Showing posts sorted by date for query j.d. vance. Sort by relevance Show all posts
Showing posts sorted by date for query j.d. vance. Sort by relevance Show all posts

Friday, June 04, 2021


Local radio was playing a bunch of power-to-the-people tunes.
I know this one's cheese, but I love it.

•   OK, kids, here are the Roy Edroso Breaks It Down freebies for the week -- this scene at Mar-a-Lago, in which Tubby talks turkey with his least favorite in-law; and today's fresh-as-daisies ripped-from-today's-headlines item on how the wingnut handling of the Lab Leak story fits with their Rigged Election fantasy -- and the part played in it by éminence Grey Goose Peggy Noonan. Yes, it's not just the Brown Shirts and the von Papens anymore -- even the little von Hindenburgs are getting into the act now. Exciting times!

Precisely why you should subscribe. I actually withdrew one story that had been made public because I'm through being Mr. Goodbar, people. It's not like I'm making Andrew Sullivan money, because unlike Captain Caliper's Substack mine does not flatter the imaginary grievances of honky douchebags, but tells the hard truth to a uncomprehending and contemptuous world with the satire and exegesis it, alas, is too depraved to know it needs. Get in on the ground floor of my lost cause and subscribe!

•   Couldn't we all use a little good news? Of course, that any one of these gruesome specimens will probably be Ohio governor is not good news, but it's nice to see that even Buckeye Republicans can apparently smell the fraudulence of Thiel-backed fascist J.D. Vance:

I've had this guy's number from jump (a Rod Dreher endorsement is usually as much warning as you need). And while I can sort of understand the appeal of some GOP assholes -- I've read enough Nick Fury comics to get why a certain kind of guy would like the insufferable Dan Crenshaw, for example -- so many of the media's favorite rightwing grifters are so obviously repulsive that I can't imagine normal people cottoning to them, whatever their politics. Ron DeSantis, for instance, seems to me a replacement-level 50s B-movie goon whom Lee J. Cobb told to get a manicure and a nice suit and try and look gubernatorial. Mike Pence is a wet sack of nothing and Greg Abbott is a pig-eyed creep. If any of these people tried to sell you an encyclopedia, tell me you wouldn't shut the door in his face! So it's encouraging to know that people see through at least one of these wet noodles.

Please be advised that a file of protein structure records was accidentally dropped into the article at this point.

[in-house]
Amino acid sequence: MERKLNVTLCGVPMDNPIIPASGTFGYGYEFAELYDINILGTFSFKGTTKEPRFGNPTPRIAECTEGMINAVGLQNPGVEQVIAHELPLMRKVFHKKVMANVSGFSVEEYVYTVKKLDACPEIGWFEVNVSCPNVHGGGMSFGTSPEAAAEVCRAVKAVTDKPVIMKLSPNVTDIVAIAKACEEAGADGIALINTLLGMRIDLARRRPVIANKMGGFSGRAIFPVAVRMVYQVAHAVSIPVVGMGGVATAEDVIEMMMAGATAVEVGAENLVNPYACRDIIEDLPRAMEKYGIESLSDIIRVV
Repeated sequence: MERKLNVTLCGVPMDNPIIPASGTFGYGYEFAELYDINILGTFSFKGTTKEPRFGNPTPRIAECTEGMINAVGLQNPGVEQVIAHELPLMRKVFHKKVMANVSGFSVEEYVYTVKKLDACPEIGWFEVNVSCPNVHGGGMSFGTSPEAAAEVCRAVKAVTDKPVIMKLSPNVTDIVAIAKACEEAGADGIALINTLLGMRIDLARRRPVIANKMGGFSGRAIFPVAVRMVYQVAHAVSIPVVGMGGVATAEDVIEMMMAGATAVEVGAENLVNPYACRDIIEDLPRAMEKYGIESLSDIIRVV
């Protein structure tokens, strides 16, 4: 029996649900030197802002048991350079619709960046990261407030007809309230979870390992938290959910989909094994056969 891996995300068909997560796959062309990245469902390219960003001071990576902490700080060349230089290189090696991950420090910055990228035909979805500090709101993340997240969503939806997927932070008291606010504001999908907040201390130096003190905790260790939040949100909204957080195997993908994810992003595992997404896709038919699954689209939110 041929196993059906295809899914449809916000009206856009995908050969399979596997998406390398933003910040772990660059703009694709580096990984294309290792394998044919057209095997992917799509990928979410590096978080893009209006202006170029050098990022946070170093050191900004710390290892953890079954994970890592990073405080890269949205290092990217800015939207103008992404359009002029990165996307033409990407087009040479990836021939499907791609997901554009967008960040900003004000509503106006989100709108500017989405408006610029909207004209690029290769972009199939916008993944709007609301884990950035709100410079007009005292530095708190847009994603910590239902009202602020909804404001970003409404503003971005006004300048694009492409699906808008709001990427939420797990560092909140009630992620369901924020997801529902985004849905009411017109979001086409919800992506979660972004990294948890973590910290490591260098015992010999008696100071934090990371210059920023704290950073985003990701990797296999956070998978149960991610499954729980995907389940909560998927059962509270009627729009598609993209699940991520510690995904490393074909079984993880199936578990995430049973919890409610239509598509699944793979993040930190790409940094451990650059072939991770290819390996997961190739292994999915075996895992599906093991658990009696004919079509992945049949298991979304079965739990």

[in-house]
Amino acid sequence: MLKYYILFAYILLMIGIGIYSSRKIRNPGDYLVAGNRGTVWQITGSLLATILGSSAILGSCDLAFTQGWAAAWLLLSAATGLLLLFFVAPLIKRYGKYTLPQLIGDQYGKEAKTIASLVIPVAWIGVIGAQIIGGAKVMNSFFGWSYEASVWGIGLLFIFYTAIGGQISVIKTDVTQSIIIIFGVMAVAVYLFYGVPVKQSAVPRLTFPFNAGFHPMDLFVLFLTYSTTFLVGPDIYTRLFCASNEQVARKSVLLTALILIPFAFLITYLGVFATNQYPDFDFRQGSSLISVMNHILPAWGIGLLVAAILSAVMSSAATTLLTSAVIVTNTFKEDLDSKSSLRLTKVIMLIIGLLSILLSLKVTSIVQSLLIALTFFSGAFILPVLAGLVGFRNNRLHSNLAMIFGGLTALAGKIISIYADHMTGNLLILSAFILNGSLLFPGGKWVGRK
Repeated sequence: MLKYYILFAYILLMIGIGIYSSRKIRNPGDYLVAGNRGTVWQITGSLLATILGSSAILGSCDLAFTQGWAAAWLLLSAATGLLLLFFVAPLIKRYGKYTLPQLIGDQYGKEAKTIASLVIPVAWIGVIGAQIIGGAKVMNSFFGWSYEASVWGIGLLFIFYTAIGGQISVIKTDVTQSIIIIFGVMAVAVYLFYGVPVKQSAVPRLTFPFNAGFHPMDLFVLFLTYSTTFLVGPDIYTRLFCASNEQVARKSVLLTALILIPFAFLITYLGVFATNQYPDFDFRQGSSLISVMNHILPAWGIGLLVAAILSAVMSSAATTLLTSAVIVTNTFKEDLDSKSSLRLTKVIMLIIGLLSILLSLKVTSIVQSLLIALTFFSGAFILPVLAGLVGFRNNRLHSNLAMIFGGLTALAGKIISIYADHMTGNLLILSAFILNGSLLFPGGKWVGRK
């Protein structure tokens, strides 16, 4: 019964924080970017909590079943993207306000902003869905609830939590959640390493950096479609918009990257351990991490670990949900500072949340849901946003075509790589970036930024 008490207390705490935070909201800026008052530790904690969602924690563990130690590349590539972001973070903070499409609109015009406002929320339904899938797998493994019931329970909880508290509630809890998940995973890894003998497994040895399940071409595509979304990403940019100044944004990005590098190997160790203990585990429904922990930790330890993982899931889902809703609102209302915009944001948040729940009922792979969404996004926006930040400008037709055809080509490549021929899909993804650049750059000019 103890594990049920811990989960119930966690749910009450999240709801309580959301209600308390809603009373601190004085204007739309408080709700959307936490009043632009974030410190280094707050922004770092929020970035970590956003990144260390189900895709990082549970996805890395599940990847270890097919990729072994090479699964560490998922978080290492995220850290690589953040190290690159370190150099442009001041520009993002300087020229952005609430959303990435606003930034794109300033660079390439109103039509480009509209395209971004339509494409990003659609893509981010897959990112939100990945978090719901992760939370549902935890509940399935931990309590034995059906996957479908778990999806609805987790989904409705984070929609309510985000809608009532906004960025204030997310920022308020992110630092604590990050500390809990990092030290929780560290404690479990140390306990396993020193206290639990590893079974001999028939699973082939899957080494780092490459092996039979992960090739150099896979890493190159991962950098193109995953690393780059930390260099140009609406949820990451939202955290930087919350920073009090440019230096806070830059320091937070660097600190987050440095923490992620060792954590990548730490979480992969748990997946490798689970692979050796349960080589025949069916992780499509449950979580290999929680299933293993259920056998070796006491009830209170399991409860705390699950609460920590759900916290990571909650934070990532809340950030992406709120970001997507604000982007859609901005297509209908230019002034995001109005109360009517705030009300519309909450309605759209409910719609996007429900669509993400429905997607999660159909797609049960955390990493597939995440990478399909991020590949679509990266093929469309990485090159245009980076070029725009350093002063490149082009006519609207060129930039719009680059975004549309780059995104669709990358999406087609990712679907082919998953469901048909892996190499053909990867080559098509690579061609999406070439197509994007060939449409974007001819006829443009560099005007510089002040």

Friday, April 16, 2021


Someone reminded me of the Voidoids recently.
The big hits like "Love Comes In Spurts" are cool,
but how often do you hear this?

•   So many wonderful Roy Edroso Breaks It Down issues to choose from this week! (Why not subscribe? It's cheap!) But I can't go giving away the store, so here are two: one on the latest round of police excuses for killing unarmed black men, and another taking you through a day in the life of J.D. Vance, who has been preparing for his Ohio Senate run by becoming more fascist. His most recent goosestep is the punishment by legislation of corporations that don't overtly support rightwing talking points. I mean, get a load of this:

When you're too authoritarian for David French... well, you're mainstream Republican these days, I guess.  

•   At the Washington Post, Alyssa Rosenberg's "The ‘cancel culture’ wars are exhausting and useless. Here are five proposals for a truce" is as doomed to failure as any other proposed truce in this space, notwithstanding we may presume better faith on her part that that of recent trans-truce floater Andrew Sullivan. For one thing, how can I sign a truce that I have no power to effect? Take, for example, her suggestion that "liberals should agree it’s good for troublesome works to be available, while conservatives should accept context and content labels":

Keeping works in print and available in digital libraries would undercut complaints about censorship. A school might decide not to use certain Dr. Seuss books, but parents could still seek them out. 

I already think "it’s good for troublesome works to be available." I'm troublesome as fuck, myself. But Seuss Enterprises doesn't want to put out the books I suppose Rosenberg is talking about, and they own the books. Similarly, National Review doesn't want to publish my columns. That's capitalism, comrade! 

I do approve of her first proposal: "make it harder for skittish employers to fire or blackball people over their political views." But as I keep saying over and over again, you can't do that with attitude and "standards" -- you can only do that by making laws that actually protect employee speech, which probably means no more "at-will" employment. And there's one whole side of this "truce" that won't go for that.